Borobudur vs Angkor Wat: Battle of the Great Temples
As a child grew up in Indonesia, I learned that Borobudur was one of the Seven Wonders of the World . I always thought this as a fact. Only many years later, after I left the country and learned about more awesome things in the world, that I found out that, oh wait… most people outside Indonesia never even heard of Borobudur!
The shock. The realization! The national treasure is apparently just one of the many treasures of the world, and a mild one at that.
Moreover, these days after the restoration of Angkor Wat in Cambodia — mainly finished in the late 90s and early 2000s, it has become the more popular destination for people going for the Great Temple in South East Asia region. Angkor Wat stole the spotlight as a “newer” bigger temple, while Borobudur sank into modest obscurity.
In year 2007, just a year after Siem Reap opened its international airport (Siem Reap being the city where Angkor Wat is, and before the international airport opened, people had to go to Siem Reap via Phnom Penh and continued by bus — a long and inconvenient journey), I went there for a few days from Singapore — my country of residence at the time.
Surely I found Siem Reap to be amazing! Angkor Wat is a giant temple, but not just that, the whole complex is a city of temples. It took us 3 days to explore the temples, and that wasn’t even all of them. We missed the far ones.
After that visit to Angkor, I was curious to revisit Borobudur. Siem Reap and Angkor was thriving, the city was rising. The crowd of people proved that. At the time I had only visited Borobudur once as a child, and remembered it as being majestic. Whatever happens to Borobudur? Is it still the Great Temple I knew it to be?
I got the chance to go a year after that.
Borobudur is located in Central Java near the city of Jogjakarta, and you do need to make an effort to go there. Indonesia is not the easiest country to travel around in. Apart from Bali, to go to most cities you need to fly via Jakarta, the capital.
It was early morning when we went. The air was chilly and there weren’t many people.
It surprised me to find Borobudur to be much smaller than what I remembered, especially after I went to Angkor city. You can easily explore the temple in a couple of hours (me and my stomach ache, ouch).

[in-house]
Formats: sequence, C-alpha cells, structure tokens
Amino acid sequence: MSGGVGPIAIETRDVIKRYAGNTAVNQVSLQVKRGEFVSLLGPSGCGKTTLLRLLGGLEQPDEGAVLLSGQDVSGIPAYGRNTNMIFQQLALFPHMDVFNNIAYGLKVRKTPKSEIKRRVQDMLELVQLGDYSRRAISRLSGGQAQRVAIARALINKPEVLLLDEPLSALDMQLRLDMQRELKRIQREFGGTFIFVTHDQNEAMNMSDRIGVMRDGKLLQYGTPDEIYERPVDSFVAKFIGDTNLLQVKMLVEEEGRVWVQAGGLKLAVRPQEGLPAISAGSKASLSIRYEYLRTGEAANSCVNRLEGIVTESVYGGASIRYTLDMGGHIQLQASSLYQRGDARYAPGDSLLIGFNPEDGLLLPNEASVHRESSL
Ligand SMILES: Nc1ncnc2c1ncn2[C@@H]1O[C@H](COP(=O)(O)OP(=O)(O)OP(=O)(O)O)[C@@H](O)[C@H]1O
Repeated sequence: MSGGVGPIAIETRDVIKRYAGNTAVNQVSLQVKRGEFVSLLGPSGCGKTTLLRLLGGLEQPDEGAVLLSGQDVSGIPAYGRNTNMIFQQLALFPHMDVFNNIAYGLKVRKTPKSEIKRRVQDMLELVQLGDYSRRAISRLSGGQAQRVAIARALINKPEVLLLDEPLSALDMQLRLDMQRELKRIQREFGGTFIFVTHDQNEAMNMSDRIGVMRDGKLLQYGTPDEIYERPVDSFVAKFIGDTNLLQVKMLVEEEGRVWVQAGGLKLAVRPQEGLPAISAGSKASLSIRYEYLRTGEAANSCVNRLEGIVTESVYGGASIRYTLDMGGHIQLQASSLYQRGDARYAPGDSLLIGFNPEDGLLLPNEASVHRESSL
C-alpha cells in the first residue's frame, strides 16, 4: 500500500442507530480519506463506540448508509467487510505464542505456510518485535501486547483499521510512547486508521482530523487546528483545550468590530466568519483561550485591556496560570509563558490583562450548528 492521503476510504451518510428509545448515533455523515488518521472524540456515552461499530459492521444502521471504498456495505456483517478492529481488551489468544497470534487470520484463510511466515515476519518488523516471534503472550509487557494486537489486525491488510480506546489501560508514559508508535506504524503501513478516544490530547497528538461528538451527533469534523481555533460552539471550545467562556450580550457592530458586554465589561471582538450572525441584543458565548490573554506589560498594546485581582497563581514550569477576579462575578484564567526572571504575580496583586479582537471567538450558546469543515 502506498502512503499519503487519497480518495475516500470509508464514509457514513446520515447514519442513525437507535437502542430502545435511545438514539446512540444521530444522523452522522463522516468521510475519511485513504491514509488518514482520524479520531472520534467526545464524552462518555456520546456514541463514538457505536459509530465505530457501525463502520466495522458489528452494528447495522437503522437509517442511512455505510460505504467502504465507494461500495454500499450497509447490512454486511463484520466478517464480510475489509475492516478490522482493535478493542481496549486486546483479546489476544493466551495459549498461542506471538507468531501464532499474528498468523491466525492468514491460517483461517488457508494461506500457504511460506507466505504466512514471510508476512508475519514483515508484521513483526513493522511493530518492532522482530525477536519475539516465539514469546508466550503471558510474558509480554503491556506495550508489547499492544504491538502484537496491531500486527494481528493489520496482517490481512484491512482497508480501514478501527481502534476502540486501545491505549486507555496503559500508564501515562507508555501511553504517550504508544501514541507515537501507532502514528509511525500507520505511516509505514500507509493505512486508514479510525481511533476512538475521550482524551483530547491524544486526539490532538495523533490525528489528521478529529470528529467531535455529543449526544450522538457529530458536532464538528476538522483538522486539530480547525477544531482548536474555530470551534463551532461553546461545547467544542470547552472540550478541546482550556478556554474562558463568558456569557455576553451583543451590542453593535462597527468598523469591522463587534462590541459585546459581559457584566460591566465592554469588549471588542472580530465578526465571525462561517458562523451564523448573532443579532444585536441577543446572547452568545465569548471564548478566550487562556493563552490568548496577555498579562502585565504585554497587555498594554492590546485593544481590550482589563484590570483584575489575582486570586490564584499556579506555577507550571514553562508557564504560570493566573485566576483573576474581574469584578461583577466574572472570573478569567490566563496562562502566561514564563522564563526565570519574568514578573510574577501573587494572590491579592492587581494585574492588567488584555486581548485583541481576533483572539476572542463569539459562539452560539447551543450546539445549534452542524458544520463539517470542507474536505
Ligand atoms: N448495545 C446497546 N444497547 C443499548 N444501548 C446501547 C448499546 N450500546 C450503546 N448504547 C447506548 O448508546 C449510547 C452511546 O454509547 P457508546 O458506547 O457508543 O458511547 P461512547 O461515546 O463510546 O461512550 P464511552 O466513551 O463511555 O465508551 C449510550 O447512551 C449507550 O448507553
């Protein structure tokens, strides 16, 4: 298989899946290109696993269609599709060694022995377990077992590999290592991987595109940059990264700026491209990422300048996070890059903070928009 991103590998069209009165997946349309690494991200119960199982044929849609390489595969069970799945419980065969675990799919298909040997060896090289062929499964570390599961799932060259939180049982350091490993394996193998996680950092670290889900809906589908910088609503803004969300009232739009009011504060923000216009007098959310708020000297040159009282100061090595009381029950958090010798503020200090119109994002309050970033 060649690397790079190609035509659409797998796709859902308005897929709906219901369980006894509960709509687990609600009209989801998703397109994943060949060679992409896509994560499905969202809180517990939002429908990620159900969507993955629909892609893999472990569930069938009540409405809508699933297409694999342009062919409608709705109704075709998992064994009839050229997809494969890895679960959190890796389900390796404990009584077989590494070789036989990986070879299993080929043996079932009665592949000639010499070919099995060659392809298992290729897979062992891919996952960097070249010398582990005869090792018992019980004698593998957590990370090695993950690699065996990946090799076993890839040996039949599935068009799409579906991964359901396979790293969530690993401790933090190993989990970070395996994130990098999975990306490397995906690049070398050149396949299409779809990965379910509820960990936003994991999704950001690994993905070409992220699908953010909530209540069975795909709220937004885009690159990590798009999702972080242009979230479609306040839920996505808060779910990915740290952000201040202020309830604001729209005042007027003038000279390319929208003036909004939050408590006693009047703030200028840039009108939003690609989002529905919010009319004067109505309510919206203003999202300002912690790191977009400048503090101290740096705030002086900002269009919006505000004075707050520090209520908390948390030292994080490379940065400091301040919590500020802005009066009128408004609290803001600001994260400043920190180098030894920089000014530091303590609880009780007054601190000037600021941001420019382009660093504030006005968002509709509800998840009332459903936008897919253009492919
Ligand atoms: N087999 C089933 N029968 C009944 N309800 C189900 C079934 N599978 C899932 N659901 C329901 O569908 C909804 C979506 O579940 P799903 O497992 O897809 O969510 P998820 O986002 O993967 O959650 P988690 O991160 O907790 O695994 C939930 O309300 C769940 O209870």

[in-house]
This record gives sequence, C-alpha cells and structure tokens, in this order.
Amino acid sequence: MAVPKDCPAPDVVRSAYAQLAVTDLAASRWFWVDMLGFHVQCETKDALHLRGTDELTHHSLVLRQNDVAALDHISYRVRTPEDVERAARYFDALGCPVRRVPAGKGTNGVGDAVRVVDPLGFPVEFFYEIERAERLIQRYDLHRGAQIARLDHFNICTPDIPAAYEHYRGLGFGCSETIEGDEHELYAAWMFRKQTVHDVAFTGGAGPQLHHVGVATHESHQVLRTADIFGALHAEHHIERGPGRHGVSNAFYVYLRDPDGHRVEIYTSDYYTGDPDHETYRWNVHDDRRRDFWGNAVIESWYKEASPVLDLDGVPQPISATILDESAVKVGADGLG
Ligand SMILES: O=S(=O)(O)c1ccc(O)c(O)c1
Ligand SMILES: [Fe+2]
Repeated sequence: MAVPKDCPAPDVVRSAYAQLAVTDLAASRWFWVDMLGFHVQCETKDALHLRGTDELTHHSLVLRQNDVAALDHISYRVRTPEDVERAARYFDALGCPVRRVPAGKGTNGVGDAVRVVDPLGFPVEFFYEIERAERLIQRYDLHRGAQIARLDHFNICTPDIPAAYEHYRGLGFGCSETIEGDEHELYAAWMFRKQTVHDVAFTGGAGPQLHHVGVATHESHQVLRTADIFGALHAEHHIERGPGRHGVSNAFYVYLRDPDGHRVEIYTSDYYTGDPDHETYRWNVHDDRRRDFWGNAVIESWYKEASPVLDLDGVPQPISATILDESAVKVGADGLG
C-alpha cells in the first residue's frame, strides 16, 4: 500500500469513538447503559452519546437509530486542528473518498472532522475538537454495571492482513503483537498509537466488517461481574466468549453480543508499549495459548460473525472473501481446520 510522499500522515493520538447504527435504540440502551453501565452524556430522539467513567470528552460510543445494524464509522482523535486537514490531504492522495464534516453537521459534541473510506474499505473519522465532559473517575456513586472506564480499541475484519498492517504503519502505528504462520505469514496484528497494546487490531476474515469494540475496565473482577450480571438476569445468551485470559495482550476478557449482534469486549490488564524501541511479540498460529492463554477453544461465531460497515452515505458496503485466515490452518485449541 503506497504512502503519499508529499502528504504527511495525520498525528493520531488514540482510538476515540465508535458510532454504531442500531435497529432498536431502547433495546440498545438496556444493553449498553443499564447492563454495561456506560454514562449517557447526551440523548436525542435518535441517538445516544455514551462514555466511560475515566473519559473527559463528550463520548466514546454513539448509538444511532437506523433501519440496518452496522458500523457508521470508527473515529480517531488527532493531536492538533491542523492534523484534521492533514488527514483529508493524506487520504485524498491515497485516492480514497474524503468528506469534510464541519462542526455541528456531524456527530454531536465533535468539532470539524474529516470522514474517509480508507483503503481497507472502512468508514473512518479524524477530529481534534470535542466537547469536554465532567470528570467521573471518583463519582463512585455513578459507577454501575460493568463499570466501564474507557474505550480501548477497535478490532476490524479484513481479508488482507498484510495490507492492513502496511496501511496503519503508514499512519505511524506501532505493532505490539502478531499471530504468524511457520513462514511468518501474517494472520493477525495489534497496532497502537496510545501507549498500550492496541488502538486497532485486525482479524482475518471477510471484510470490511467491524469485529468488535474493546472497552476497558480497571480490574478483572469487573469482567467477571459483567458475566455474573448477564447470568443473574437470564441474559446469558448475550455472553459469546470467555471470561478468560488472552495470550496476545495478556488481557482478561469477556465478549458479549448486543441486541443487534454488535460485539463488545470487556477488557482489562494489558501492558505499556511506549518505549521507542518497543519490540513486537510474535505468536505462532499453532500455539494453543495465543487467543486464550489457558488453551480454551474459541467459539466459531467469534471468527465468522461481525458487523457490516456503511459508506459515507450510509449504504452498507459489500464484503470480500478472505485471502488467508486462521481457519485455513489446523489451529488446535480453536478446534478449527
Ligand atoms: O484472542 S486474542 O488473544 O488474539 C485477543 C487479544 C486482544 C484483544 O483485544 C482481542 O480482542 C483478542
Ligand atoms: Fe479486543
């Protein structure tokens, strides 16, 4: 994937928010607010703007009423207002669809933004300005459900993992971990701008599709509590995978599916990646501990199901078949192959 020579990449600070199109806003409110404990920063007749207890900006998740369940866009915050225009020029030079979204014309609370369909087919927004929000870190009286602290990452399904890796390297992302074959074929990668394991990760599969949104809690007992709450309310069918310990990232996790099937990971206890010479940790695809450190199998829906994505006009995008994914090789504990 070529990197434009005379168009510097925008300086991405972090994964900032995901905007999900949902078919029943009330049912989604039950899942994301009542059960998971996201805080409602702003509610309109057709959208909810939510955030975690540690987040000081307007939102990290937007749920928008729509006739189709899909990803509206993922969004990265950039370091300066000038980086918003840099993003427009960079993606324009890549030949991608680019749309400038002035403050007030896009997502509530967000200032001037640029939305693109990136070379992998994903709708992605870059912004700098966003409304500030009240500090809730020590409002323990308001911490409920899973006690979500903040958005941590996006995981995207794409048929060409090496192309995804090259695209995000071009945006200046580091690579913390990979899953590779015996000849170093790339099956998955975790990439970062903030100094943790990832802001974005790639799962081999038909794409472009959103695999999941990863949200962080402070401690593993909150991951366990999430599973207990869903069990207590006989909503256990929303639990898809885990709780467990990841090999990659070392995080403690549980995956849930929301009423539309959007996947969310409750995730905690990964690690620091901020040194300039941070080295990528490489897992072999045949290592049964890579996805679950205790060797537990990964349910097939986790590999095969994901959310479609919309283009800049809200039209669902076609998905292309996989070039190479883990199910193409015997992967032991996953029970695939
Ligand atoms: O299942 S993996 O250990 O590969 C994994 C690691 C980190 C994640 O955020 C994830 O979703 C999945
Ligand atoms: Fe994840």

There’s a tinge of sadness to find your Wonder of the World to be less wondrous than what you believed it to be for a long time. This used to be THE Temple. People move on so fast.
But there was tranquility in that quietness. Borobudur is still majestic in its own way. The hundreds of stupas and Buddha statues against the backdrop of the sky and the sun has not changed. The temple has stood there since the 9th century and has continued to be around. In its discovery in 1800s people were so fascinated by it that a lot of parts were looted. You can find a couple of the Buddha’s heads in British museum (I saw them).
When you go to South East Asia region, and think to visit Angkor Wat, deservedly, hope you also make a little detour to go to this corner of Indonesia. Borobudur is listed as UNESCO World Heritage, as well as Prambanan Temples which is not far from Borobudur. The temples are listed as separate listing, so you get to tick off two sites off your list :) 
 The fixed list of Seven Wonders of the World is really Seven Wonders of the Ancient World, of which only the Pyramid of Giza has remained to this day. They are: Great Pyramid of Giza, Hanging Gardens of Babylon, Temple of Artemis at Ephesus, Statue of Zeus at Olympia, Mausoleum at Halicarnassus (also known as the Mausoleum of Mausolus), Colossus of Rhodes, and the Lighthouse of Alexandria. The New Seven Wonders of the World is no fixed list and remains to (fun) debates and discussions to this day.
 Angkor is also listed as UNESCO World Heritage (1992)